Florida City Pays $600,000 to Hackers in Wake of Cyber Attack
One employee’s wrong click has turned into a massive headache for Riviera Beach.
A city council in the U.S. state of Florida has voted to pay USD $600,000 (AUD $855,000) to regain control of its computer network after cyber criminals were able to gain control and implement ransomware to essentially hold the council hostage.
According to reports, Riviera Beach’s “city council voted unanimously to pay $600,000 in bitcoin to the hackers who caused the problem.”
The malware was first embedded in the city council’s network after a successful spear-phishing campaign saw an oblivious employee open up an email attachment containing the damaging software.
According to the Palm Beach Post, “the attack began on May 29, when an employee from the police department opened an email attachment that contained malware.” The malware soon spread itself throughout the city’s interconnected computer systems, impacting everything from its email system to emergency service operations.
Business Insider’s Sinéad Baker warns that “it’s a massive alarm bell for the rest of the US… the payout is a sign of how unprepared much of the US is to deal with the wave of cyberattacks,” she writes.
According to reports, the city council first tried to resolve the issue, spending nearly a million dollars in the process, before conceding to the demands of the cyber criminals and paying the ransom. CNET’s Alfred NG writes that the payment “will come from the city’s insurer, though it’s still unclear if the hackers will decrypt files afterward. US law enforcement agencies often recommend that ransomware victims don’t pay hackers, pointing out that there’s no guarantee hackers will comply and that payments encourage cybercriminals to strike again.”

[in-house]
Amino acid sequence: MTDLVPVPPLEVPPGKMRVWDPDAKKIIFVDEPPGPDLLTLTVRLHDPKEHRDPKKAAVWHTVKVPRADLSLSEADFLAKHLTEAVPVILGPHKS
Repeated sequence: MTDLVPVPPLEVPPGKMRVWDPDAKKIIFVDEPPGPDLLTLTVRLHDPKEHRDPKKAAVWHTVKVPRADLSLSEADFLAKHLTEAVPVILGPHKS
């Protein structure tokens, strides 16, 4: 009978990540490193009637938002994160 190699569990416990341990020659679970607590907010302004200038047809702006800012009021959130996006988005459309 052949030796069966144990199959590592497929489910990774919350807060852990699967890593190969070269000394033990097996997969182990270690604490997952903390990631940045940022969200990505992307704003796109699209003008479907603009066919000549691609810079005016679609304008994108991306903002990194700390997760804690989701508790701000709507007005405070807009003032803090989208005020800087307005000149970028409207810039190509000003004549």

“City governments that don’t pay after ransomware attacks can end up with costs higher than what the hackers initially demanded,” NG continues to explain. “After Atlanta suffered a ransomware attack in March 2018, the hackers demanded USD $51,000 in bitcoin. The city refused to pay, and that cost it an estimated USD $17 million in damages.”
Authorities have noticed a recent trend in cyber attacks holding government infrastructure and city councils hostage for a ransom to be paid in bitcoin which is notoriously difficult to monitor. The US Department of Homeland Security warned back in 2018 that malware attacks on local-level governments were “among the most costly and destructive” attacks they’d identified in recent years.
Analysts at Forrester Research quoted by CNET say that paying ransomware constitutes a “valid recovery option” for organisations that can’t get their files back through other means. “Malwarebytes, a cyber security company, said in an April report that ransomware attempts on businesses jumped by 500%” in the past twelve-months, establishing the clear trend that cyber criminals are increasingly moving toward ransomware attacks as a means of income.
A 2019 from Mimecast shows that in recent history, 73% of public agencies in the United States have experienced issues relating to ransomware attacks. However, it’s not just low-level cyber criminals in the mix, as CNET explains: “In November, the Justice Department announced charges against Iranian hackers for an incident that hit more than 200 city governments and hospitals with ransomware, causing more than $30-million in damages.”